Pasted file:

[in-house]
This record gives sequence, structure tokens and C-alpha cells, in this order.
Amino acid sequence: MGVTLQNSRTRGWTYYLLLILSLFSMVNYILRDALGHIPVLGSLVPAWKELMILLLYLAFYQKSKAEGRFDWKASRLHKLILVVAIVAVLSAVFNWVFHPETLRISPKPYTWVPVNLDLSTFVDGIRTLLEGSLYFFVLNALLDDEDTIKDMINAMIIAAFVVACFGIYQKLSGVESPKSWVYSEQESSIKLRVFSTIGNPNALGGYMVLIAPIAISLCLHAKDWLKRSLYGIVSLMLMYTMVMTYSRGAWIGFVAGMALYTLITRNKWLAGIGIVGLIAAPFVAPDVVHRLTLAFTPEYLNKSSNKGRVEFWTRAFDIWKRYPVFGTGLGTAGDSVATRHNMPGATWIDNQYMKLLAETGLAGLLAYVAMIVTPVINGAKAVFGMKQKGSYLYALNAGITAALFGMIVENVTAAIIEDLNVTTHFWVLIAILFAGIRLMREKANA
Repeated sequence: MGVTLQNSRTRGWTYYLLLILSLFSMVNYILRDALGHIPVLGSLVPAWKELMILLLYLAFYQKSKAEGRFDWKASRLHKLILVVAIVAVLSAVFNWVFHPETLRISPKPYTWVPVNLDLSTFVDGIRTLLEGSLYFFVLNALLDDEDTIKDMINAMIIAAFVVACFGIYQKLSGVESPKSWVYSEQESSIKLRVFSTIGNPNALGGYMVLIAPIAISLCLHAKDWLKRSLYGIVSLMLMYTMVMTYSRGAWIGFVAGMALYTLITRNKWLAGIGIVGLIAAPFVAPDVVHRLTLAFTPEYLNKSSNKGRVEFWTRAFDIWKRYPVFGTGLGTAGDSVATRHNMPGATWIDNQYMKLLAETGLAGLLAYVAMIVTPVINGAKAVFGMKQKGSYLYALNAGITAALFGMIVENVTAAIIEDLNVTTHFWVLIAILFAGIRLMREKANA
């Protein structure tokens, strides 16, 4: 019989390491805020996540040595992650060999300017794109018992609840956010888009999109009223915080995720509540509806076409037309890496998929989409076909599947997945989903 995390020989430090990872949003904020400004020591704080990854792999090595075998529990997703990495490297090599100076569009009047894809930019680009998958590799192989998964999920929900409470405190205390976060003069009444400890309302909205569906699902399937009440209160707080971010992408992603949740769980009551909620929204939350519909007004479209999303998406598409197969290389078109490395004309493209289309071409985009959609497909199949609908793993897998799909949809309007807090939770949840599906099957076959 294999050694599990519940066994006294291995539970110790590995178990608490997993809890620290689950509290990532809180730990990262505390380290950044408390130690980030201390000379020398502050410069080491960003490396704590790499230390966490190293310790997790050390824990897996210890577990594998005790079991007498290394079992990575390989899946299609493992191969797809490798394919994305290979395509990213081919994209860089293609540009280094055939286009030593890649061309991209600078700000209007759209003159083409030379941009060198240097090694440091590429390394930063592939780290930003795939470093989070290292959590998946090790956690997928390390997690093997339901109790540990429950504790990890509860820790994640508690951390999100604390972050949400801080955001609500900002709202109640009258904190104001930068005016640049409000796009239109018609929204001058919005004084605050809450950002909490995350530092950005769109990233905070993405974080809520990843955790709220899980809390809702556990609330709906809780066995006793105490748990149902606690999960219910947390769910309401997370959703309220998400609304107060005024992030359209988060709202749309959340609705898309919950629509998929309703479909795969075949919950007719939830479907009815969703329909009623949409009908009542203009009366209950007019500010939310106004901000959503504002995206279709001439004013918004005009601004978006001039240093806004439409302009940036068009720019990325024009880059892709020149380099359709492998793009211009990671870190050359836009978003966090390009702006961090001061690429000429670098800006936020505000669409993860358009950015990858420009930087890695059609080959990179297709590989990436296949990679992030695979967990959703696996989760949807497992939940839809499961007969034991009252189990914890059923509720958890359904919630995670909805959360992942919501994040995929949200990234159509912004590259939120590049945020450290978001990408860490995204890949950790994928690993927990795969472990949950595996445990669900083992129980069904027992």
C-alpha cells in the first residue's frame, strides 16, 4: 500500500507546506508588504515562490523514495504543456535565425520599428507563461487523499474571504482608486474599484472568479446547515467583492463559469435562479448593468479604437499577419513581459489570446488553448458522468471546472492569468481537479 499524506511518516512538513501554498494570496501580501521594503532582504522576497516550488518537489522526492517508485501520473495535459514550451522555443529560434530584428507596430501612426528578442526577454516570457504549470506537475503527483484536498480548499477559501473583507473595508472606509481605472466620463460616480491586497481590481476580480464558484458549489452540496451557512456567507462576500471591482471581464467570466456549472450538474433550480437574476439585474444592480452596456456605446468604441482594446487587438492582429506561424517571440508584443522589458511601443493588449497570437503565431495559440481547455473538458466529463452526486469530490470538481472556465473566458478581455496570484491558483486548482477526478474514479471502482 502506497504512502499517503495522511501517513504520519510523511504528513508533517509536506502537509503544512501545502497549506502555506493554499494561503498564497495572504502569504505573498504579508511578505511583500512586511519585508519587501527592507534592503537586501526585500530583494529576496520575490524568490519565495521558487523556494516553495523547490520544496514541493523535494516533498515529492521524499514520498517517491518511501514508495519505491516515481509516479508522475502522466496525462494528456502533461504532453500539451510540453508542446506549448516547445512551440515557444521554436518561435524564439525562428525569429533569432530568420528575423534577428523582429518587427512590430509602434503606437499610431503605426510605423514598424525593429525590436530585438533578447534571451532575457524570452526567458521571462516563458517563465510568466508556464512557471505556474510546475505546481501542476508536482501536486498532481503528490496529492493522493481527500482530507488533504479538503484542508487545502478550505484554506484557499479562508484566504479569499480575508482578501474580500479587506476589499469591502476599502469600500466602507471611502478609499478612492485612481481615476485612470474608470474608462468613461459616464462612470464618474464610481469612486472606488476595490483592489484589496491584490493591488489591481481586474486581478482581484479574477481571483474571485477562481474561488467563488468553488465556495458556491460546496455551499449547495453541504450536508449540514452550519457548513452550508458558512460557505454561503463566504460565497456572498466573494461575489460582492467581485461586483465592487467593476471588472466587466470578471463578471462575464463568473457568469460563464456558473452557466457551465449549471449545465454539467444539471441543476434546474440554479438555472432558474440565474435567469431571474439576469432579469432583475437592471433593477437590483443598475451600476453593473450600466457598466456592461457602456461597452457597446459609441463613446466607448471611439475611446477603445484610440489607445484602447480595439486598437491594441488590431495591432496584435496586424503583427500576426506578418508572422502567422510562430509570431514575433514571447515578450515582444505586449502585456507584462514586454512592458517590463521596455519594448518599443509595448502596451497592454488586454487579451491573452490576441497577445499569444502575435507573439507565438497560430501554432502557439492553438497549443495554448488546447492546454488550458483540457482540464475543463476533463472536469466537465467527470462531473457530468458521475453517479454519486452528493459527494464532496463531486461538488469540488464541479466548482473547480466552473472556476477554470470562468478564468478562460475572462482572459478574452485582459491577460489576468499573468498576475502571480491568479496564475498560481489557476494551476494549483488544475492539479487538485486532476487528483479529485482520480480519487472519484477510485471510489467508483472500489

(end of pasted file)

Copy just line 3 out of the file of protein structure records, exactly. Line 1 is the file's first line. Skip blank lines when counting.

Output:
Amino acid sequence: MGVTLQNSRTRGWTYYLLLILSLFSMVNYILRDALGHIPVLGSLVPAWKELMILLLYLAFYQKSKAEGRFDWKASRLHKLILVVAIVAVLSAVFNWVFHPETLRISPKPYTWVPVNLDLSTFVDGIRTLLEGSLYFFVLNALLDDEDTIKDMINAMIIAAFVVACFGIYQKLSGVESPKSWVYSEQESSIKLRVFSTIGNPNALGGYMVLIAPIAISLCLHAKDWLKRSLYGIVSLMLMYTMVMTYSRGAWIGFVAGMALYTLITRNKWLAGIGIVGLIAAPFVAPDVVHRLTLAFTPEYLNKSSNKGRVEFWTRAFDIWKRYPVFGTGLGTAGDSVATRHNMPGATWIDNQYMKLLAETGLAGLLAYVAMIVTPVINGAKAVFGMKQKGSYLYALNAGITAALFGMIVENVTAAIIEDLNVTTHFWVLIAILFAGIRLMREKANA